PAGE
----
Romantic Poets and Their Response to Nature

Powerful Essays
Romantic Poets and Their Response to Nature

Consider how the romantic poets have responded to the subject of nature

with close references to at least three poems studied.

Consider how the romantic poets have responded to the subject of

nature with close references to at least three poems studied, comment

in detail on:

1. Imagery (e.g. simile, metaphor, personification.)

2. Subject matter/theme

3. Characteristics of the romantic movement

Romanticism was a poetic movement of the 19th century, during The

French Revolution. The poetry reflected on feelings of everyday

events. It was written in a simplistic language so that everyone could

understand and appreciate poetry because earlier poetry was written

formally with a complex language, which only the well educated could

understand fully. Romantic poems had strong characteristics, which

stand out, these are: pantheism, the importance of childhood and

memories, a simplistic style, an informal and everyday language,

emotional and political. From studying Keats, Coleridge and Wordsworth

Nature has been the most influential characteristic, and has inspired

them to write personal poems reflecting on God, permanence, education,

childhood and memory.

The poem 'To Autumn' written by Keats (1795-1821) is a typical

romantic poem and in the first sentence

'Season of mist and mellow fruitfulness,' we already have a sense of

calmness because the words 'mist' and 'mellow' are very soft and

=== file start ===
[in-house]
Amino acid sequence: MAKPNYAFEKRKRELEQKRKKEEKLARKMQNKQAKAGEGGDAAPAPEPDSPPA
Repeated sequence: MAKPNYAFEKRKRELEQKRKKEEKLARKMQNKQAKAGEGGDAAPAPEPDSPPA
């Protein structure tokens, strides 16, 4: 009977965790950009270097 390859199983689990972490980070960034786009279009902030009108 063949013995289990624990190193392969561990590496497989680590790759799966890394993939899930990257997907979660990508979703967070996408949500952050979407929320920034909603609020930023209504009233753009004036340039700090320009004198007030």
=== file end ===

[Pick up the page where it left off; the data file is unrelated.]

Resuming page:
gentle sounding words. Keats has used 'm' and 's' words like these

because he wants to get across the calmness of autumn and how relaxed

it is, he does this by using words which are almost impossible to be

said in a harsh and vicious way.

Keats strongly worships na...

... middle of paper ...

... to visualise a

supreme, perfect scene of exactly what Westminster looks like in the

morning. 'All bright and glittering in the smokeless air. Never did

sun more beautiful steep In his first splendor,' is building up a

feeling of warmth because it is a very colourful passage. The word

'steep' increases the reader's sense of touch. To add nature into the

poem Wordsworth has commented on 'open unto the fields, and the sky,'

this has set a very peaceful tone to the poem and has demonstrated

that nature can live together in harmony with man. This image really

takes hold of Wordsworth and in a state of passion because of the

perfection he cries out to God 'Dear God.' This has added vigour to

the poem and to get back to the peacefulness and silent perfection he

has added about how still London is in the morning, which means his

'almighty heart is lying still.
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